Lesotho committed to African free trade



MASERU – Lesotho officially ratified the African Continental Free Trade Area (AfCFTA) in 2021, demonstrating its commitment to full implementation of the agreement. This membership presents significant opportunities for the private sector to expand its market base, particularly given the limited size of Lesotho’s domestic market.

AfCFTA represents a comprehensive trade agreement aimed at bolstering Africa’s economy by removing trade barriers across the continent. Its primary objective is to substantially enhance intra-African trade, with a focus on value-added production and trade across all sectors of the economy. This preferential market access provided by the AfCFTA will enable the private sector to diversify both products and markets, positioning itself within the regional value chain.

According to Mpeshe Selebalo, Trade Promotion Officer at the Ministry of Trade, Industry, and Small Business, all 55 African countries have signed the agreement, with several having already ratified it. He said the goal is to foster trade among African nations. Selebalo noted that intra-African trade currently stands at around 17 percent, considerably lower compared to Europe and South America.

Given Lesotho’s small population and market size, the objective is to achieve economic growth driven by exports, targeting markets beyond its borders. “In that context, the AfCFTA represents a significant market, encompassing approximately 1.3 billion people, with Africa’s collective GDP reaching around three trillion USD—a substantial figure.

“While trading activity is somewhat higher among countries in the southern region of Africa, there are still barriers inhibiting trade with nations in the western and northern regions. “Lesotho is renowned as a major exporter of wool and mohair, with the majority of its population residing in rural areas. Access to markets significantly facilitates investment in our businesses.

“Moreover, in terms of standards and development, African nations share similarities, simplifying intra-continental trade. “However, challenges arise in emerging sectors within Lesotho, where inputs often originate from regions lacking trading agreements, resulting in steep border tariffs,” he said.

Selebalo also highlighted the Ministry’s National Trade Strategy, which prioritises products outlined in the National Strategic Development Plan (NSDP II), namely; agriculture and light manufacturing, particularly textiles and clothing, with active participation from women and youth. He said easing trade barriers, facilitated by the AfCFTA, plays a crucial role in advancing these sectors.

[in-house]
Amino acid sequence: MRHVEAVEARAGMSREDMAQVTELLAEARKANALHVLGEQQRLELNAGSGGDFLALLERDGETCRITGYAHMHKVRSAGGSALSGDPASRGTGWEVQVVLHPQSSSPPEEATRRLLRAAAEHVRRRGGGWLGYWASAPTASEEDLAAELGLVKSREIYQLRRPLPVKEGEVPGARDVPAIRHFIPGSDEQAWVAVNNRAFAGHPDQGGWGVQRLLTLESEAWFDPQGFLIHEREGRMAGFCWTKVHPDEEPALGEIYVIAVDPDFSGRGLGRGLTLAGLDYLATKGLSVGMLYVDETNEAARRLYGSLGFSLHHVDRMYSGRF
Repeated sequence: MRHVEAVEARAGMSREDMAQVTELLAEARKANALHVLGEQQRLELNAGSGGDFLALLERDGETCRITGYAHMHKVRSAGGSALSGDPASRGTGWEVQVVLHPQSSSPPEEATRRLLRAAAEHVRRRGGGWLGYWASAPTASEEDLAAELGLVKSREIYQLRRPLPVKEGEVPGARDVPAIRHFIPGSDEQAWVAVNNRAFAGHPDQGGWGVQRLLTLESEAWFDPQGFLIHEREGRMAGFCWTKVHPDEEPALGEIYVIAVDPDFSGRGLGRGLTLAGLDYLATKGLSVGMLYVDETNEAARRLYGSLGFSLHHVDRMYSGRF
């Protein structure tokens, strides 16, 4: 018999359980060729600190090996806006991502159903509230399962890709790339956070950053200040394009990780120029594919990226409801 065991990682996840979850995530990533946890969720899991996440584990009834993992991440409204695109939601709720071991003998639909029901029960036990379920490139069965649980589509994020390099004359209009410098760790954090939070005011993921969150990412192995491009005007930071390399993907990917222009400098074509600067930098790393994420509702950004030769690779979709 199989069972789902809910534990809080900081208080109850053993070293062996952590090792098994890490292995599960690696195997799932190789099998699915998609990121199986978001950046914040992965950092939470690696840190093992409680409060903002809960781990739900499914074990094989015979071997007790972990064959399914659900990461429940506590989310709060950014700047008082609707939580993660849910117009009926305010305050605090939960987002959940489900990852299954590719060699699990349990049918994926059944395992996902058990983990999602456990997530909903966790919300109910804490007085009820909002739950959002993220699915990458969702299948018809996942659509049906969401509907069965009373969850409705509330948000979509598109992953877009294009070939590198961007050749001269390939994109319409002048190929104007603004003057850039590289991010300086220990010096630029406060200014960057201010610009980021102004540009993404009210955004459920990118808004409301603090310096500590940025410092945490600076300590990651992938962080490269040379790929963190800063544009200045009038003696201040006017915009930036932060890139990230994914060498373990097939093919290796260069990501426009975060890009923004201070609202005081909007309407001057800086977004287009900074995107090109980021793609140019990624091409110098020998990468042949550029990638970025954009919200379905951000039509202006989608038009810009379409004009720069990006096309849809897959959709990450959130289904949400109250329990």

“Trade agreements alone do not provide all the solutions to our challenges, but they are certainly valuable tools in our arsenal. Therefore, I encourage our colleagues in the private sector to seize the opportunities presented by trading. “Additionally, regarding services, we are focused on streamlining trade processes, particularly for young entrepreneurs, leveraging the growing importance of technology, as highlighted by the impact of COVID-19.

“We are actively developing the National Services Strategy to capitalise on existing strengths and forthcoming opportunities. Digital trading is increasingly significant, and its potential is already becoming apparent, sparking excitement in this realm. “Regarding government efforts to facilitate trade, we have been diligently working on various initiatives. For anyone interested in trading across African countries, the AfCFTA provides a platform to connect with potential partners abroad,” Selebalo also noted.

In alignment with these efforts, the United Nations Development Programme (UNDP) unveiled the national Human Development Report (HDR) 2023–2024 last Friday. The theme, “Breaking the Gridlock: Reimagining Cooperation in a Polarised World,” underscores the essence of the latest Human Development Report (HDR), which, like its predecessors, delves into the barriers hindering individuals from realising their full potential and proposes solutions to address them.

This report meticulously examines the factors contributing to the escalating polarisation, the resultant gridlock in collective action, and offers strategies to foster cooperation and overcome impasse. During the launch event, various ministries, including trade, were queried on how Lesotho could capitalise on the implementation of the AfCFTA.

UNDP Resident Representative, Jacqueline Olweya emphasised the report’s global mission to enhance human development, highlighting the publication of over 700 reports across 143 countries, with dissemination in all 165 countries where UNDP operates. She acknowledged Lesotho’s strides in certain indicators, notably education, juxtaposed with setbacks in others, particularly health, underscoring the need to bridge these gaps and furnish the requisite data.

Olweya explained that the HDR serves to ignite discourse on pivotal developmental issues, such as the gender development index, the human development index, and the gender inequality index. She noted the recent release of the HDR 2023/2024 themed “Breaking the Gridlock: Reimagining Cooperation in a Polarised World,” tracing its inception back to 1990, coinciding with the introduction of the concept of human security.

Echoing these sentiments, the Ministry of Finance and Development Planning’s Director of National Monitoring and Evaluation, ’Malefu Khanyapa underscored the pervasive influence of polarisation, attributing it as a significant impediment at both global and national levels. She referenced Lesotho’s standing, ranking 168th out of 193 countries on the Human Development Index (HDI), reflecting the severity of the challenge. Recent studies reveal Lesotho’s HDI at 0.514 points in 2021, positioning it in the 168th place among the 191 countries surveyed.

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